Audition It Up in the City
A little over a year ago, I wrote this loooong post on Facebook about auditioning:
I’ve had several questions from family and friends recently about my auditions and various posts and whether or not I’ve gotten any acting jobs lately, so I figured I’d post an explanation for all to see, that some maybe even will find it helpful? Here goes.
A teacher from my acting school told me a few years ago that James Franco went on 100 auditions before he got his first job. I’m not James Franco. We’re not even the same star sign. But I do think this is a great illustration of an actor’s life especially in the early stages but even after you have had success. The auditioning is a part of the job. A successful audition to me is one where I have been prepared, been given the chance to perform, and been true to myself. Being called back is great, but not every project even holds callbacks. Of course, to be cast is a wonderful, and ultimate goal but is not my focus living and auditioning in New York right now.
I am on a journey to complete 100 auditions. I’ve gone on 12 auditions so far which is a small number given the time I’ve already been here but I’m trying to be gracious with myself, adjusting to being married, nbd. I appreciate all of the support that friends and family show my artistry. It means the world to me. Just, know that I’m not gutted if I’m not landing certain jobs. If I haven’t gotten any inkling after 100 auditions, it will be time to check-in and make adjustments. But when you accept that you are an artist, you become much more patient with your journey as such.
14 months Later
So, I am no longer in the city and of course, it was easier to find auditions (especially auditions of quality) when I lived in NYC! In fact, I have been much more focused on writing since we’ve moved to Oklahoma because there just aren’t a whole lot of opportunities in our small town, 100 miles from the nearest big city. However, we live in this blessed, chaotic time of technology where I can continue to audition and create my own work and just do it. While I’ve been enjoying writing (both self-serving vehicles and other works), I think it’s very important for an actor to keep auditioning because it truly is a skill and it can get rusty when not practiced. Now, I still have the ability to apply for auditions through these websites and other sources for regional theatre and I intend to do so, especially after I have this baby! (Yeah, the pregnancy also gets in the way of auditioning, just a little bit!). I will be writing about some of my more memorable auditions in the coming weeks, especially any that I walked away from having learned a valuable lesson that I can pass on.
Tools for Auditioning
- Discipline: My routine in NY was to spend 2 hours every day working towards auditions. Whether it was spending the time on Actor’s Access and Backstage (my two favorite casting websites) applying for auditions or brushing up on monologues or running through audition songs, I tried to work those muscles every single day. Before this routine, I would write on my to-do list “find auditions” and I’d migrate that task every single day because I never got around to it. I didn’t carve out time to look for auditions and apply, or when I did, I wouldn’t have prepared material of the sort they were asking for (classical, comedic, etc).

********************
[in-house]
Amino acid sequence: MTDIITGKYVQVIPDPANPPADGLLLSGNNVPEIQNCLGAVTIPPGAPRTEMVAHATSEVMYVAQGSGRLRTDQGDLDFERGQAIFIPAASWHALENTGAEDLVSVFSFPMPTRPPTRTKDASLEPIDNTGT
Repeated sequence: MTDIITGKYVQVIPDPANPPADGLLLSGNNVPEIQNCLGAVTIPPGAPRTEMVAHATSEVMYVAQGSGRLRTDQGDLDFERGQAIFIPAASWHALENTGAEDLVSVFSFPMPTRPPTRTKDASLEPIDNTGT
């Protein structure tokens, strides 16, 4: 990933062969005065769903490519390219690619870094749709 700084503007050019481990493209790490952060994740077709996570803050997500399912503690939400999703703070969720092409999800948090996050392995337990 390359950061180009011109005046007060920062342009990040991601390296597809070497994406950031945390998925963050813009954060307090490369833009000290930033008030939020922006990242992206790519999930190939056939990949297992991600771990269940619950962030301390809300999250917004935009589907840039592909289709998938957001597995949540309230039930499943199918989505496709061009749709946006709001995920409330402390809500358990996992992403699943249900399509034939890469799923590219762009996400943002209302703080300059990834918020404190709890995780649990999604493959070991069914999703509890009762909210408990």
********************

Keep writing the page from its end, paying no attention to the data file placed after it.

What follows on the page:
- Headshots– on the recommendation from a friend, I had my headshots done by Aaron Lenhart and I was obsessed with the results! Seriously, he was such a blast to work with and the pictures turned out so well, I squealed when I got them printed! If you happen to be in Los Angeles, I’d definitely recommend getting headshots with Aaron.
3. Material- remember when I said I didn’t have prepared material? That’s not entirely true. I had about 3 monologues mostly memorized, and I hated them all. Truly, I hated performing them, I hated the way they were written, I felt totally disconnected from them. Two were contemporary, one was classical, and they all sucked. When I started working with Tessa Faye (more on her in a moment!), she helped me find material that I loved to perform, and couldn’t wait to audition with! I memorized 8 pieces and had 4 more that I was familiar with and I honestly think that’s a good, safe number. It allowed me the flexibility to match monologues with auditions very carefully and intentionally.
4. Support system- my family is great at cheerleading, and my mom is usually the first person I call after an audition. It’s so important to have a sounding board, and if you’re anything like me, it’s even better to have *multiple* sounding boards because it allows you to recount the audition in many ways. If I call my mom devastated about an audition, I can explain what happened and get the tears out. By the time I get home to tell my husband about it, I’m usually ready to see it in a humorous light because I’ve already gone through it once with the icky feelings. In addition being great sounding boards, my loved ones are also incredible motivators, some of them being tough love and some of them being all mushy love. You need both.
5. Professional guidance- Talking about cheerleaders and support systems, I have been very fortunate to have found a cheerleader who is also a professional and really knows what the heck she’s talking about. Her name is Tessa Faye and if you’re able to fit into her schedule for a consultation, I highly highly recommend it, no matter where you are on your journey. She is one of my favorite people I’ve ever worked with and I leave every session on an insane high of “Yes, I can do this!” and honestly, that feeling is priceless!
If you’re on an artist’s journey, how do you measure successes? What are your favorite tools for success?